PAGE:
Film, Food, Music, 3D, Stars, Surprises


by Gary Meyer

 There are many special events at the festival.

EatDrinkFilms is proud to co-present four fantastic documentaries at this year’s Mill Valley Film Festival. Two are about food, Ella Brennan: Commanding the Table and Jeremiah Tower: The Last Magnificent and are part of the Culinary Cinema selection. The other two have bay area connections, Mifune: The Last Samurai directed by Steven Okazaki and California Typewriter with a focus on a wonderful repair shop in Berkeley. These are among the many other strong non-fiction works gathered in Valley of the Docs.

 Tributes to Nicole Kidman and Julie Dash are augmented by Spotlights on Ewan McGregor, Gael Garcia Bernal and Aaron Eckhart. I am not sure what the difference between a Tribute and a Spotlight is but this year it appears to be gender.
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Recipes from the new book by Andrew Tarlow and Anna Dunn


Andrew Tarlow has grown a restaurant empire on the simple idea that a meal can somehow be beautiful and ambitious, while also being unfussy and inviting. From the acclaimed owner of Brooklyn’s Diner, Marlow & Sons, Marlow & Daughters, Reynard, The Ides, Achilles Heel, She Wolf Bakery, Marlow Goods, Roman’s, and the Wythe Hotel comes this debut cookbook capturing a year’s worth of dishes meant to be shared among friends. Continue reading

Looking Forward to Mill Valley Film Fest

by Meredith Brody

The French say that appetite comes with eating. And after a few weeks devoted to wholesale viewing of films both new and (occasionally) old at Telluride, Toronto, and New York, I’m looking forward to the 39th edition of the Mill Valley Film Festival, which begins on October 6th and runs through the 16th, as though I was a thirsty woman in the desert who spotted an oasis in the near distance. More! More movies! More!


Mill Valley benefits from its place on the festival calendar: its fall timing means it can cherry-pick from the big festivals earlier in the year: Sundance in January, Berlin in February, Cannes in May. And it’s also well-positioned (both in timing and in proximity from LA, an hour’s flight away) for studios working on their end-of-year Oscar campaigns.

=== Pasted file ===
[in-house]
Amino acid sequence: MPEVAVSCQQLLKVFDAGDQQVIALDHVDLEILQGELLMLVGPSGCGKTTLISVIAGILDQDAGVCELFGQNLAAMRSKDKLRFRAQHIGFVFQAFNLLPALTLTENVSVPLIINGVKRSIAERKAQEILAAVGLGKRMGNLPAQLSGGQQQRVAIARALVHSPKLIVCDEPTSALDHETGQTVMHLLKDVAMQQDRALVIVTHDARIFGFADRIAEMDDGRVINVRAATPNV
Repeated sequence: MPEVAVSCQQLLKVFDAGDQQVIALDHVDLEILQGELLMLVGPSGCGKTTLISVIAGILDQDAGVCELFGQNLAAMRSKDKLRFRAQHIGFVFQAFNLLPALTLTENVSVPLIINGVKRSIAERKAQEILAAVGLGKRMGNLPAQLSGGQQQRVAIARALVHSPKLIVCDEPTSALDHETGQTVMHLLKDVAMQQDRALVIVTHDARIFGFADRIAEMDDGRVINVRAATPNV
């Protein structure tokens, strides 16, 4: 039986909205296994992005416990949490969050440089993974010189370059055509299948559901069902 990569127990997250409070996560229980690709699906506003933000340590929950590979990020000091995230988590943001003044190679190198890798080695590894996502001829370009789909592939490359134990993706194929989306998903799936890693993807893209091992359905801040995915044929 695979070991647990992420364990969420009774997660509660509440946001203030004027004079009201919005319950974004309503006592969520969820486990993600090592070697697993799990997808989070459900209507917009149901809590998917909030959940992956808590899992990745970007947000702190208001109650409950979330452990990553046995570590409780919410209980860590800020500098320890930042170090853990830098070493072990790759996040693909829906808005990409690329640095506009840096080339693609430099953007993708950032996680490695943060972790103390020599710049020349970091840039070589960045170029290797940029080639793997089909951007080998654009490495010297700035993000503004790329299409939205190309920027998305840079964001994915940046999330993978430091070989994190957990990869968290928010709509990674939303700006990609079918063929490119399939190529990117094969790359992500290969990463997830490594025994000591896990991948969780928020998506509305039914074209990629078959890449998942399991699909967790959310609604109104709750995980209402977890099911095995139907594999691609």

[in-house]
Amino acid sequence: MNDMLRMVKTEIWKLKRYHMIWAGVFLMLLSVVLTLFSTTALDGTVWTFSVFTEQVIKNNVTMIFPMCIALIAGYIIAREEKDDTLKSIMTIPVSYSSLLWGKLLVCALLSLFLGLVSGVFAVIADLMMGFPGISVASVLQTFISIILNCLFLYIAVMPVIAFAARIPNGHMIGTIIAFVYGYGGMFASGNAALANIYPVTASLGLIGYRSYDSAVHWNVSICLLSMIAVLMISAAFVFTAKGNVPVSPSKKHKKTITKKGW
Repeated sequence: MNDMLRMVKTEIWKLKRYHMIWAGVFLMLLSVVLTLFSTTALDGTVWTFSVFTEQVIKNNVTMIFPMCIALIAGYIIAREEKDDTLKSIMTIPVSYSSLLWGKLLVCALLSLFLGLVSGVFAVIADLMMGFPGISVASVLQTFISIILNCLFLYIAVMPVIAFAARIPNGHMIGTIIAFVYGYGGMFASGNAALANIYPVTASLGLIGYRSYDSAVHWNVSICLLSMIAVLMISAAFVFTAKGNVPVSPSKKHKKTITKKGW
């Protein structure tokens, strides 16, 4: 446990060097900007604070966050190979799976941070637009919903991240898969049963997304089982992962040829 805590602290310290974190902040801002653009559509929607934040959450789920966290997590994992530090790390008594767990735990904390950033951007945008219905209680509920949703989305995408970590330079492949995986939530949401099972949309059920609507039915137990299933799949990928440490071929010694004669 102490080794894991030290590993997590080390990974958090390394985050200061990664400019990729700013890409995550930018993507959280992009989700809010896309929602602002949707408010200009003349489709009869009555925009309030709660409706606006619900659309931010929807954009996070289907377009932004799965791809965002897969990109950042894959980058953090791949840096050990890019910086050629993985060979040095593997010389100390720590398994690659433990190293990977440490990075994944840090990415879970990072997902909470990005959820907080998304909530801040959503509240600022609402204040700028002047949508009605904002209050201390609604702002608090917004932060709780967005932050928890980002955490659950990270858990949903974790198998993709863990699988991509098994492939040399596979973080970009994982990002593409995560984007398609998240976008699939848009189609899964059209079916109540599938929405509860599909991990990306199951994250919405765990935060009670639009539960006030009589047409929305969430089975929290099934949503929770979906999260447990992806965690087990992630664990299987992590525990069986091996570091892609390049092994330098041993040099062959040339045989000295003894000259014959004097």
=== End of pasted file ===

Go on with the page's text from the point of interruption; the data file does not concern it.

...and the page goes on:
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Parkway Theater Goes To Pot

by Gary Meyer

Pot Movie house.jpg

There have been a lot of ways old movie theaters have found new life as something else. The newest might be as a medical marijuana dispensary at the old Parkway Theater in Oakland.

Will they show nonstop screenings of REEFER MADNESS and Cheech and Chong’s UP IN SMOKE or the new buzz baker movie DOUGH?

Will the concession stand be renamed the Munchies Bar? They could hire Jeffthe420Chef to design the menu from his new cookbook The 420 Gourmet- The Elevated Art of Cannabis Cuisine.

Will public transportation be via a CannaBus?

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A Bear and a Bull and a Restored Movie Palace

By Thomas Downs

I took a walk in the Mission District the other night, on my way to meet up with Al Barna and Randall Homan for a drink at the New Mission Theater. I hadn’t been in the neighborhood for several months, and with things going as they have been, a visit after so long often turns into an appraisal of recent changes – old shops and restaurants shuttered, buildings demolished, construction projects underway, discernible shifts in demographics, and so on. These clinical observations aside, the Mission remains one of the country’s most vital and interesting neighborhoods to just wander around in.

SF NewMission Crown Neon Sign 62 AB_cc.jpg

The very top of the New Mission’s neon sign

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